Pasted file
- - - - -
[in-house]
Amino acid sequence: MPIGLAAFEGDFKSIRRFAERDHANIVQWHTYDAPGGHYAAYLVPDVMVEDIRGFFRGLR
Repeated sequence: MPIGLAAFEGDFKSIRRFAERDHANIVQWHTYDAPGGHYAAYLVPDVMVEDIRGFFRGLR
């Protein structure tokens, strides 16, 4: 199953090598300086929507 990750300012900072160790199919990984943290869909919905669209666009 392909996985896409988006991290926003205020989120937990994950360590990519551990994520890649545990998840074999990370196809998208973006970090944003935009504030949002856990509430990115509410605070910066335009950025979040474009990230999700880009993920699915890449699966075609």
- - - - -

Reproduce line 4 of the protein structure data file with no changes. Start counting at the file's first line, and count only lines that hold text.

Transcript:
């Protein structure tokens, strides 16, 4: 199953090598300086929507 990750300012900072160790199919990984943290869909919905669209666009 392909996985896409988006991290926003205020989120937990994950360590990519551990994520890649545990998840074999990370196809998208973006970090944003935009504030949002856990509430990115509410605070910066335009950025979040474009990230999700880009993920699915890449699966075609």